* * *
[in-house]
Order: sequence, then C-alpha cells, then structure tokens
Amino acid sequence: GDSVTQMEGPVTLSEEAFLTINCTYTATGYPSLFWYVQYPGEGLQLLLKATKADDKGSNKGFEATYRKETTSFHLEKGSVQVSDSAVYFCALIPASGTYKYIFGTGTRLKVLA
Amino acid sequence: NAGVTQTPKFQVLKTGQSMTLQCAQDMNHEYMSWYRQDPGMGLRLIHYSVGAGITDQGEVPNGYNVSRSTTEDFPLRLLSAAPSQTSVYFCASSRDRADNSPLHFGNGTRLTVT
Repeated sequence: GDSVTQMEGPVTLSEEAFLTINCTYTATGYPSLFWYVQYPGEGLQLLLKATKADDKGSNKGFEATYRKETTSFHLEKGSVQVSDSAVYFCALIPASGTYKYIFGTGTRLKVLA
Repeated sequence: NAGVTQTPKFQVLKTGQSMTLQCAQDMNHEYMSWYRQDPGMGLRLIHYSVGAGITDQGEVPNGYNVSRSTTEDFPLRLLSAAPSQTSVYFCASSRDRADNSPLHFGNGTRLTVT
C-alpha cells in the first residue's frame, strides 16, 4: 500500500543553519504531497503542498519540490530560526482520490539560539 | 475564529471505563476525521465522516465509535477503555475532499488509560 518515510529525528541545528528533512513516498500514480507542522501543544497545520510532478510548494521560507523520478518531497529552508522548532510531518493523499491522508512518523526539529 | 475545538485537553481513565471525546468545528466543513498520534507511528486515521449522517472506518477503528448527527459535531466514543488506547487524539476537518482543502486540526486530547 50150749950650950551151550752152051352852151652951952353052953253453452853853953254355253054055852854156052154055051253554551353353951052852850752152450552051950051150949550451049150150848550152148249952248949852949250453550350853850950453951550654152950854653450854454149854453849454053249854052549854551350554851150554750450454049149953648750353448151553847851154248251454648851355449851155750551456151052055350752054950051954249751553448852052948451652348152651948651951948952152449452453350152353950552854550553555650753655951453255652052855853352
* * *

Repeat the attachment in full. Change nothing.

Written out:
[in-house]
Order: sequence, then C-alpha cells, then structure tokens
Amino acid sequence: GDSVTQMEGPVTLSEEAFLTINCTYTATGYPSLFWYVQYPGEGLQLLLKATKADDKGSNKGFEATYRKETTSFHLEKGSVQVSDSAVYFCALIPASGTYKYIFGTGTRLKVLA
Amino acid sequence: NAGVTQTPKFQVLKTGQSMTLQCAQDMNHEYMSWYRQDPGMGLRLIHYSVGAGITDQGEVPNGYNVSRSTTEDFPLRLLSAAPSQTSVYFCASSRDRADNSPLHFGNGTRLTVT
Repeated sequence: GDSVTQMEGPVTLSEEAFLTINCTYTATGYPSLFWYVQYPGEGLQLLLKATKADDKGSNKGFEATYRKETTSFHLEKGSVQVSDSAVYFCALIPASGTYKYIFGTGTRLKVLA
Repeated sequence: NAGVTQTPKFQVLKTGQSMTLQCAQDMNHEYMSWYRQDPGMGLRLIHYSVGAGITDQGEVPNGYNVSRSTTEDFPLRLLSAAPSQTSVYFCASSRDRADNSPLHFGNGTRLTVT
C-alpha cells in the first residue's frame, strides 16, 4: 500500500543553519504531497503542498519540490530560526482520490539560539 | 475564529471505563476525521465522516465509535477503555475532499488509560 518515510529525528541545528528533512513516498500514480507542522501543544497545520510532478510548494521560507523520478518531497529552508522548532510531518493523499491522508512518523526539529 | 475545538485537553481513565471525546468545528466543513498520534507511528486515521449522517472506518477503528448527527459535531466514543488506547487524539476537518482543502486540526486530547 50150749950650950551151550752152051352852151652951952353052953253453452853853953254355253054055852854156052154055051253554551353353951052852850752152450552051950051150949550451049150150848550152148249952248949852949250453550350853850950453951550654152950854653450854454149854453849454053249854052549854551350554851150554750450454049149953648750353448151553847851154248251454648851355449851155750551456151052055350752054950051954249751553448852052948451652348152651948651951948952152449452453350152353950552854550553555650753655951453255652052855853352